I was thinking recently about movie critics and their reviews, how often it occurs that a movie that critics love makes little money at the box office, and a movie they hate makes blockbuster bucks. At the same time, a general funk had overtaken me, the kind of funk familiar to writers everywhere, i.e. “I guess my writing is a pile of manure and nobody wants it.” Doubts and insecurities. But the thought about the movies cheered me up. Briefly. If movie critics represent an assessment of quality, then the American public loves piles of manure and spend big bucks for them! Hollywood wants their money, and that’s their motivation for making the movies they make. But the question nagged at me: what is quality art? How do we know quality art? What are the criteria that make art high quality?
Yeah, yeah, right. I know. It’s all subjective and difficult to pin down. One person’s quality art is someone else’s pile of manure. Personal taste enters into the process of assessment. However, works of art exist that everyone agrees are quality art, e.g. Shakespeare’s plays, the Sistine Chapel, Beethoven’s symphonies, and probably a lot of the novels required reading in high school, e.g. The Lord of the Flies, Ethan Frome, Billy Budd, To Kill a Mockingbird, etc. Critics may establish a set of criteria by which they assess the success of a novel or movie or play as art. A group of critics may agree on certain criteria, disagree on others. But the bottom line is that the quality of a work of art is a subjective determination as well as one based on personal taste. Disagreements will abound.
Last week, Dan Brown’s latest novel was published and sold millions on the first day. Congratulations to him! But is that novel art, and is it of high quality? I haven’t yet read it. I was one of the last people on the planet to read his The Da Vinci Code. My personal opinion of that novel was: the ideas were ripping good, but the writing was nothing special. Definitely not high art, in my opinion. He had the thriller formula exactly right. I suspect that Mr. Brown has no deep interest in writing novels that are high art. He probably wants to tell good stories that people will buy.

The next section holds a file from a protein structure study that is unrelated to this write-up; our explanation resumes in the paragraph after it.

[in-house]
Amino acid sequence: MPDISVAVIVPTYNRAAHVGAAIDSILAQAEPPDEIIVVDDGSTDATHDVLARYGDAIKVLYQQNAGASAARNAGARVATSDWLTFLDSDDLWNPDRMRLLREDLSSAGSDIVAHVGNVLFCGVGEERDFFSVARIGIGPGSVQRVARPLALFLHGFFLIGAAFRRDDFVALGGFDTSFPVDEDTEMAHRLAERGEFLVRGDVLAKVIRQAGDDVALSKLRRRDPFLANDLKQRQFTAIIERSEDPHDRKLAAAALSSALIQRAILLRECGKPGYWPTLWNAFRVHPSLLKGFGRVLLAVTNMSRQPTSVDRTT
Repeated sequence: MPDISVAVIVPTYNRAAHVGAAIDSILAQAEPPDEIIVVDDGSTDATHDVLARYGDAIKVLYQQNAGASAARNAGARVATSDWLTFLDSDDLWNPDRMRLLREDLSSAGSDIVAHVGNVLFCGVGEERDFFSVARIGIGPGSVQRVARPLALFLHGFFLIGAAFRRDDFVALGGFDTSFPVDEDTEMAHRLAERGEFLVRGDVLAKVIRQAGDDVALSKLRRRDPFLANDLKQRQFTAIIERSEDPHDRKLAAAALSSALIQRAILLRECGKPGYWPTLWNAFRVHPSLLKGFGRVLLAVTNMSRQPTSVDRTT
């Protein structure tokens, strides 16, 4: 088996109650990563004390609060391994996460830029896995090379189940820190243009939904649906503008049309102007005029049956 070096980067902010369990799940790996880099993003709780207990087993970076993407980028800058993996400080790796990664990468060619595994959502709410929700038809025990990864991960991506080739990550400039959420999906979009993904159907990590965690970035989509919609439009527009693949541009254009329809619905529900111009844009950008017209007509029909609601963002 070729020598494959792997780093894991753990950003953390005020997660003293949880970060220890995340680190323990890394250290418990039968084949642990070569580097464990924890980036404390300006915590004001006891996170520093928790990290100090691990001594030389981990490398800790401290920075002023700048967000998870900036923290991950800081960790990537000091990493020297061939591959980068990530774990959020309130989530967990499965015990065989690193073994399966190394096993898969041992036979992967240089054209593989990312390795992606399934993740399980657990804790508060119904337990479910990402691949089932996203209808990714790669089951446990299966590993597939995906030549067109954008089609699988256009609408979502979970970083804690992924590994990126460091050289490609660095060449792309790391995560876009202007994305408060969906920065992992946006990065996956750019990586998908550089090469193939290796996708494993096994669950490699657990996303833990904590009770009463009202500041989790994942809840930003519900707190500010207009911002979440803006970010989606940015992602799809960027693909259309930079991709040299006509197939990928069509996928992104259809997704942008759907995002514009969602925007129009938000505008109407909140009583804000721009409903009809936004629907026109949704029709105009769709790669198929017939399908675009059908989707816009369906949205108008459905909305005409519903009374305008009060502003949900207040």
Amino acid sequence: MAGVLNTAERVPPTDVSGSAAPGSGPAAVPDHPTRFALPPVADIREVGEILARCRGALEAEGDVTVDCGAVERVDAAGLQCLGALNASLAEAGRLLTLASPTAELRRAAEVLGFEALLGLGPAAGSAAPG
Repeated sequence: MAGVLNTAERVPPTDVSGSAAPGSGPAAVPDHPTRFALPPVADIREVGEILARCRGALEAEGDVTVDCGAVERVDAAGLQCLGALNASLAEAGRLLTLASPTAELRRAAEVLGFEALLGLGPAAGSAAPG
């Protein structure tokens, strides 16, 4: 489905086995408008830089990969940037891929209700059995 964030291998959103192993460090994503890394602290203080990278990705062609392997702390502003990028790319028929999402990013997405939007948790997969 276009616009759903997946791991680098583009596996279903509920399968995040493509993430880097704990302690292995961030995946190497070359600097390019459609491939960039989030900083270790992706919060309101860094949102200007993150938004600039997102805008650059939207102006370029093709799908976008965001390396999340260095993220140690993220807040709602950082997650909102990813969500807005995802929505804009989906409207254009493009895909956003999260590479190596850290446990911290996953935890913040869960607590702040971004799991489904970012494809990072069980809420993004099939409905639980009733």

I want to write quality fiction that people will buy. I want to tell stories, too, specifically Evan Quinn’s, but I don’t want them to be regarded as piles of manure. More to the point, I want the writing, the characters, and the story to be quality art that people want to read and will buy.
Write what you need to write. I am interested in the authentic expression of my creativity, not following a formula, not doing what everyone else is doing. I need to write what I write, explore the subjects I’m exploring in the Perceval novels, and express my imagination through them. I must write, as I must breathe.
Well, you know, Shakespeare’s plays weren’t considered quality art when they were written and first produced. They were successful entertainment, well written. The public greeted Beethoven’s symphonies with shock and horror beginning with the Third. Much later, around the time he completed his Ninth, the public accepted his music as something higher than entertainment. Michaelangelo, when he painted the Sistine Chapel, just wanted to keep the Pope happy and the payments coming.
They say, “Beauty is in the eye of the beholder.” The ultimate statement of personal taste. So it must be my work to strive for successful entertainment, well written, rather than the perfection of quality art. And to write what I need to write…..